I've recently been reading Path Integrals and Quantum Processes by Mark Swanson; it's an excellent and pedagogical introduction to the Path Integral formulation. He derives the path integral and shows it to be: $$\int_{q_a}^{q_b} \mathcal{D}p\mathcal{D}q\exp\{\frac{i}{\hbar}\int_{t_a}^{t_b} \mathcal{L}(p, q)\}$$

This is clear to me. He then likens it to a discrete sum $$\sum_\limits{\text{paths}}\exp\left(\frac{iS}{\hbar}\right)$$ where $S$ is the action functional of a particular path.

Now, this is where I get confused. He claims that, because some of these paths are discontinuous or non-differentiable and that these "un-mathematical"1 paths cannot be disregarded, the sum is not mathematically rigorous, and, thus, that the transition amplitude described by the path integral is not rigorous either. Please correct me if I am incorrect here.

Furthermore, he claims that this can be alleviated through the development of a suitable measure. There are two things that I don't understand about this. First, why isn't the integral rigorous? Though some of the paths might be difficult to handle mathematically, they aren't explicitly mentioned at all in the integral. Why isn't the answer that it spits out rigorous? And, second, why would a measure fix this problem?

1 Note: this is not the term he uses

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    $\begingroup$ Short answer: To define an integral rigorously, it's not enough to just say "and now take the limit $N \to \infty$". You need to prove that your discrete sum converges to something, and that it doesn't matter how you take the limit. $\endgroup$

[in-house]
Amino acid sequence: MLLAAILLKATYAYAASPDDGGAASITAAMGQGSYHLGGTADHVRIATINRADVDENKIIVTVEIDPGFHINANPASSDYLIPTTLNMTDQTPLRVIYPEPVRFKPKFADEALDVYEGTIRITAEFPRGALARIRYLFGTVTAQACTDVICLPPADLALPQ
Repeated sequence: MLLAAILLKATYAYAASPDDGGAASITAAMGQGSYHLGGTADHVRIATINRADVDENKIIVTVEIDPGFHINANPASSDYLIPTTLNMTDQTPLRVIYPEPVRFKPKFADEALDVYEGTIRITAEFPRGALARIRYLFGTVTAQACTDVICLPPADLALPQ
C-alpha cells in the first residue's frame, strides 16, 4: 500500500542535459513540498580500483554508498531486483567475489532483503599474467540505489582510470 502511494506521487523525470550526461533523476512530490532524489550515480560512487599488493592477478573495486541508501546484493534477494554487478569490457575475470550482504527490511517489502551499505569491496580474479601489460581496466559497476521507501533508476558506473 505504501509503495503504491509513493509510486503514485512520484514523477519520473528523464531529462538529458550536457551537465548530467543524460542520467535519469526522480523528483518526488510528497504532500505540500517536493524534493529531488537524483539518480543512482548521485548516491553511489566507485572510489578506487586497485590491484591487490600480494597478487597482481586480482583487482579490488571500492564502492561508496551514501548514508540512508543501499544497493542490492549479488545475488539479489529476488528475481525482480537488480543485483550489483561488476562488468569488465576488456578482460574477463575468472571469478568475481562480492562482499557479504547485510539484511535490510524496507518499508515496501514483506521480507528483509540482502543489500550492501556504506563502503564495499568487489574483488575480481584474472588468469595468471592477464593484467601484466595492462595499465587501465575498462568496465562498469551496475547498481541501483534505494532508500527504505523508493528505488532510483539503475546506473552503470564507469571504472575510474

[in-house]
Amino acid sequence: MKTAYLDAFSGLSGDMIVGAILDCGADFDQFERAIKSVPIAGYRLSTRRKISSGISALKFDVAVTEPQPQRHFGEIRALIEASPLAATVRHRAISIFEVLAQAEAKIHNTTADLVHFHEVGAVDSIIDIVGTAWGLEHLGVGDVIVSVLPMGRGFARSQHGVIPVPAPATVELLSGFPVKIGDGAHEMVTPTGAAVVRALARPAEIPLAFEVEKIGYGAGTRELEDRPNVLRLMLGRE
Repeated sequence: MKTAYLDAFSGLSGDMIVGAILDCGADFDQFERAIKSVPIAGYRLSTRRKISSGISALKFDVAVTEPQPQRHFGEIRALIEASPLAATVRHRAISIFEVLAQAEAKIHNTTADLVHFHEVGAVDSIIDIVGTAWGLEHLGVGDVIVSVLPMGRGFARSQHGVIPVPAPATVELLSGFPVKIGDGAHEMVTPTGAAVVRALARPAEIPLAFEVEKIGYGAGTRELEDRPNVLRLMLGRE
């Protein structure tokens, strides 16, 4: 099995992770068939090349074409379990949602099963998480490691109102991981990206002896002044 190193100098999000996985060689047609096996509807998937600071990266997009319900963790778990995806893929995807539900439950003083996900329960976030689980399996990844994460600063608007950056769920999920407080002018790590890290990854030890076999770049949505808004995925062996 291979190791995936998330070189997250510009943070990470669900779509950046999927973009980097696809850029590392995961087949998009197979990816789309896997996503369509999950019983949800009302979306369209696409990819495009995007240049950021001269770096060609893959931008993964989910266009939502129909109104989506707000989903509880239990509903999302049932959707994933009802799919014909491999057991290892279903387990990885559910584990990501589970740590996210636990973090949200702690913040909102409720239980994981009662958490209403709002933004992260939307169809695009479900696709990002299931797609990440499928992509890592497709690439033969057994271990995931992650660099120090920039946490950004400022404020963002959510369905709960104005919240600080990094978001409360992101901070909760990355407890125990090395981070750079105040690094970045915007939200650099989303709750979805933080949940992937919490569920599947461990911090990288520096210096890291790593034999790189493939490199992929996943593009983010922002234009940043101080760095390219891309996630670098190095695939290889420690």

– Javier
    Commented Mar 11, 2015 at 2:44
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    $\begingroup$ @Javier Badia does this have to do with non-differentiable paths or is it a separate issue? $\endgroup$
    – jimmy
    Commented Mar 11, 2015 at 4:00
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    $\begingroup$ Can't one make everything work with proper regularization, and doesn't this regularization allow all the cases actually relevant to physics (as opposed to all possible mathematical corner cases)? $\endgroup$
    – DanielSank
    Commented Mar 11, 2015 at 7:26
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    $\begingroup$ It is indeed folklore that path integral is not rigorous mathematically, or more precisely, the rigorous maths has not yet been rigorously developed. This is typical in physics. But the real problem is that, many people do not know they are doing handing waving when they are doing it. $\endgroup$ Commented Mar 11, 2015 at 9:14
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    $\begingroup$ @NikolajK just in general. it is my first introduction to path integrals, but I am finding that the book is not too difficult to follow $\endgroup$
    – jimmy
    Commented Mar 11, 2015 at 15:04

2 Answers 2


There are several points:

  • The first is that for usual self-adjoint Hamiltonians of the form $H=-\Delta +V(x)$, with a common densely defined domain (and I am being very pedantic here mathematically, you may just ignore that remark) the limit process is well defined and it gives a meaning to the formal expression

    $\int_{q_a}^{q_b} \mathcal{D}p\mathcal{D}q\exp\{\frac{i}{\hbar}\int_{t_a}^{t_b} \mathcal{L}(p, q)\}$

    by means of trotter product formula and the corresponding limit of discrete sums. So the object has most of the time meaning, as long as we see it as a limit. Nevertheless, it would be suitable to give a more direct mathematical interpretation as a true integral on paths. This would allow for generalizations and flexibility in its utilization.